24 February 2010

Wednesday Links:

Biofortified has an excellent review of a new book by Stewart Brand (of Whole Earth Catalog fame) in which he advocates a new, pragmatic, science-based, environmentalism -- they include this quote from the book: “Cities are green. Nuclear energy is Green. Genetic engineering is Green."

Following up on that, here is an article by the fore mentioned Stewart Brand on why cities, even slums (perhaps especially slums)  may be the greenest way to live.

For all the feminists who read my blog (Redhead, Anna): The Inelegant Gardener links to a news reel from the 60s about a "lady gardener" including this priceless comment about one of her tools, described as being  "as easy to operate as pushing a pram - another pursuit at which the ladies excel". Also follow her link to a side-splitting youtube video titled "Women: Know your Limits."

The Galloping Gardener (who surely produces the best garden porn on the internet) does a post on a garden at... a dump. Of course, she, being British, calls it a "rubbish" rather than "trash" or "garbage" which makes it sound ever so much more appealing.

On the Gardening Gone Wild blog, a post on TINY flower arrangements caught my eye. I tend to make arrangements with amounts of flowers measured in fist fulls, but these dramatically downsized arrangements are delightful -- they marvelously highlight the tiny gems in the garden that are too easy to over look.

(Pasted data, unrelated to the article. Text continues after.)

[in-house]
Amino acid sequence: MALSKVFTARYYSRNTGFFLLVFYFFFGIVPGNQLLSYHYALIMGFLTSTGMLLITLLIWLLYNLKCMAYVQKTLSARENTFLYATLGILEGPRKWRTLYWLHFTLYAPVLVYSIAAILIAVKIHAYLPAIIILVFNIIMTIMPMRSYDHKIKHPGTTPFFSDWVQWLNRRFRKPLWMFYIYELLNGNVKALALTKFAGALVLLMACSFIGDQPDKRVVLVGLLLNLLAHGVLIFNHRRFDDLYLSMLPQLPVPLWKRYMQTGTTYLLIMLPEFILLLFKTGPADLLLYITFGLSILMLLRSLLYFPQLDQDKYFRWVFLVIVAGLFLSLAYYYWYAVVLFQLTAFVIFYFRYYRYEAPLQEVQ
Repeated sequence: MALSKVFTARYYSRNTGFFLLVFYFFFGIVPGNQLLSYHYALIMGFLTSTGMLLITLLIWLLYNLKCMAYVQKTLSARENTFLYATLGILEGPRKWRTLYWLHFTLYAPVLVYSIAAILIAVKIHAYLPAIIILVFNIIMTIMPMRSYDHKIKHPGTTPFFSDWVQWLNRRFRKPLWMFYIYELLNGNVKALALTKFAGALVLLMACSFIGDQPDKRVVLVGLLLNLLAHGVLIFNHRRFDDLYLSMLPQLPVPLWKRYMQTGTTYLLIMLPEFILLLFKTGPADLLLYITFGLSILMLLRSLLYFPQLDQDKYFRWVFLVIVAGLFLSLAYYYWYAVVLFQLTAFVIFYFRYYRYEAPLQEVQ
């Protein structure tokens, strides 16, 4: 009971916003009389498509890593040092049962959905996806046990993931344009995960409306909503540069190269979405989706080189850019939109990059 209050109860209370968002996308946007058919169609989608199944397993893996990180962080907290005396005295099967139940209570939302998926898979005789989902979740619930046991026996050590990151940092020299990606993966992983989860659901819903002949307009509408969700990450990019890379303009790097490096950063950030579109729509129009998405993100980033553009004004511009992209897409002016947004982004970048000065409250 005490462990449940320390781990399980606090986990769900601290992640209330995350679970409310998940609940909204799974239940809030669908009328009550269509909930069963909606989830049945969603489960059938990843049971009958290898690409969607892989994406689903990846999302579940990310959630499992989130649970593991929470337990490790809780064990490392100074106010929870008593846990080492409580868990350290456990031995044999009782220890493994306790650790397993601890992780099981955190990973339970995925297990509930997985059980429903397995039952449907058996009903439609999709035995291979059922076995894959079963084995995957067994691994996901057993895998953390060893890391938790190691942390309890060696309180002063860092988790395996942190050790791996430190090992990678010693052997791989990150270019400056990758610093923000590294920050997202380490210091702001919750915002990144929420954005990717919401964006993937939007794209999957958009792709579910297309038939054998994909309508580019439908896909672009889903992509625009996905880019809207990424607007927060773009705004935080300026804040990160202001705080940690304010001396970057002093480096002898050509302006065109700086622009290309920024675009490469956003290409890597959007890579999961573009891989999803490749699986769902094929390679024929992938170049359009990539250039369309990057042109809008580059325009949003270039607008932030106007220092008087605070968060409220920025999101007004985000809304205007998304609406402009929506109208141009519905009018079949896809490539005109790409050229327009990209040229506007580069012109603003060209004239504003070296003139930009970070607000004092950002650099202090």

By way of Studio G, comes this Lifehacker post on making solar-powered lights out of jars - I'm not personally nuts about the jars themselves, but the basic idea is really exciting to me: buy cheap solar lights, take them apart, and rework them into lights of your own creation! I've been wanting to incorporate more non-plant items in my garden this year -- maybe I'll start with this...

Another story on Dave Clark's studies on the genetics on flower fragrance -- in this one, he claims it is a breakthrough to developing genetically engineered fragrant flowers. I have my doubts: They have identified a DOZEN different genes that together create the petunia fragrance. Genetic engineering could easily stick in one or two of those into a new plant -- resulting in something which would be far from a complex or interesting scent. At best, the result would be something like cheap, artificially flavored processed food, but nothing like the complexity and depth of nature.

 My back 40 Feet posts about a terrific guerrilla garden -- it is really quite lovely. Seeing it is convincing me that I AM going to do some guerrilla gardening this year. There is a pitiful, weed-infested island in the middle of a traffic circle up the street that I AM going to do something with this year.


Elizabeth Johanson said...

It was a great book, I had read it during my college days & I still remember the context of it due to its unique story. Now I am in the MSC trying to choose the best MSC Project Management dissertation topics, you can suggest if you have a topic in mind.

jamesanderson said...

Stewart Brand's pragmatic environmentalism is intriguing, challenging conventional notions. The focus on cities as green, including slums, adds a unique perspective. The diverse links, from vintage lady gardening to tiny flower arrangements, offer delightful insights.
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